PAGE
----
The medical community frequently utilizes the established practice of synthesizing medications based on chemicals found in nonhuman, living creatures, such as GLP-1 that was discovered in the saliva of Gila monsters that is now commonly used to treat diabetes in humans. Emerging studies indicate that a specialized, insulin-like toxic protein used by cone snails to immobilize prey may be a new weapon in the pharmacotherapeutic arsenal for treatment interventions. In an article published in Proteins: Structure, Function, and Bioinformatics, researchers from the University of New Hampshire report their findings and hopes for a future of new possibilities using this venom for treating humans with diabetes.

Lead author Biswajit Gorai, a postdoctoral research associate at the University of New Hampshire, Durham, and colleagues embarked on an effort to model the subtypes found in the toxin and explore how these chemicals interact with target sites, including comparing the binding site energy, to design an active insulin analog with "superior pharmacologic potential." Conus geographus (cone snail insulins [Con-Ins-G1]) releases this toxin, which induces hypoglycemic shock when they sting, immobilizing fish.  

C geographus is a specialized predator of fish, which it swallows whole after paralyzing its prey with venom. This species is also dangerous to humans, reportedly causing fatalities, with children succumbing more frequently to the stings. Funding for this research was awarded by the National Institute of General Medical Sciences of the National Institutes of Health.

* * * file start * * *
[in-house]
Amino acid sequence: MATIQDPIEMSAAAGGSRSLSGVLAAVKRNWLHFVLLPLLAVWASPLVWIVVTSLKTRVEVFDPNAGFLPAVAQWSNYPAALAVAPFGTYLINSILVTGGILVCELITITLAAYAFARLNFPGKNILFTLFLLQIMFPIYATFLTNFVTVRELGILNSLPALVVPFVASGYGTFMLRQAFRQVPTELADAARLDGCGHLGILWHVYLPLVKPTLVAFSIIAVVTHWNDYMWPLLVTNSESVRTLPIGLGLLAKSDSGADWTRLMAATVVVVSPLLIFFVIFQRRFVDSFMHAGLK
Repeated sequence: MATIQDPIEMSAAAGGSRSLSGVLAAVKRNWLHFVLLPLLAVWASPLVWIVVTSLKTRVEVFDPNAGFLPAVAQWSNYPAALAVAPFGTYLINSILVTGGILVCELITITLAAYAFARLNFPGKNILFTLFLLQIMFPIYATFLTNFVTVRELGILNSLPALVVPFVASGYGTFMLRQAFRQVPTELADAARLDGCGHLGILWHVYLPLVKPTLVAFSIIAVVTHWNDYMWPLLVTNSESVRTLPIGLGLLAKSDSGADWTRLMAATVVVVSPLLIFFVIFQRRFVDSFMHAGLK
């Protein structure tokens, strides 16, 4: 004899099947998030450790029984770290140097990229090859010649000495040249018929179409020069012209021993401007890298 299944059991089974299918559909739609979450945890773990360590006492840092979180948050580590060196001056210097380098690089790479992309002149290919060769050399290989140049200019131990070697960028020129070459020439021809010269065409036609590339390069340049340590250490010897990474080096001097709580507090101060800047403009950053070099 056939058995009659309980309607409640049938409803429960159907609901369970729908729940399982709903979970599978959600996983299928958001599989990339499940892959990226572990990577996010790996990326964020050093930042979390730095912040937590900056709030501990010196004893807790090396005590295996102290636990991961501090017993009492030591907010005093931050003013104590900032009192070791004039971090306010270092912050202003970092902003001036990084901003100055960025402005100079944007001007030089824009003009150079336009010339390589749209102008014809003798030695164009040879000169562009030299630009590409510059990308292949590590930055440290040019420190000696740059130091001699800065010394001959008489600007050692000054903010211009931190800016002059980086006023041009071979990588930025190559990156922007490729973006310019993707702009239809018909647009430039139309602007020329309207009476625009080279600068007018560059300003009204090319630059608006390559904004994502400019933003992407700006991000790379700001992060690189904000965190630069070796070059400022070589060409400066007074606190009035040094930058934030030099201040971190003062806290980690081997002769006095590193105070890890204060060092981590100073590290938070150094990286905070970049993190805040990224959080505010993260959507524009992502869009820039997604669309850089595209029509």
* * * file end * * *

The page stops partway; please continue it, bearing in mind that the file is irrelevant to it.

Because the peptide sequence of the snail venom was observed to be shorter than that of humans and the length of the peptide correlates to the ability of the insulin to bind to receptors, the team hypothesized that modifications might translate into a more successful outcome. Therefore, the team explored modified sequences for six different Con-Ins analogs modeled from the C geographus template. The newly created variants were made up of much shorter peptide chains than human insulin, missing the last eight residues of the B-chain. Using multiple computerized simulations to study the interaction with each Con-Ins variant complex with the human insulin receptor, the team observed that each insulin complex was strongly bound, remained stable, and appeared to be a realistic potential human insulin substitute.
"Diabetes is rising at an alarming rate, and it's become increasingly important to find new alternatives for developing effective and budget-friendly drugs for patients suffering with the disease," said Harish Vashisth, associate professor of chemical engineering and corresponding author, adding, "Our work found that the modeled Con-Ins variants, or analogs, bind even better to receptors in the body than the human hormone and may work faster which could make them a favorable option for stabilizing blood sugar levels and a potential for new therapeutics."

Acknowledging the limitations of their study, the researchers also provided insight into the future value of their work. "While more studies are needed, our research shows that despite the shorter peptide sequences, the cone snail venom could be a viable substitute and we are hopeful it will motivate future designs for new fast-acting drug options," said Dr. Gorai.
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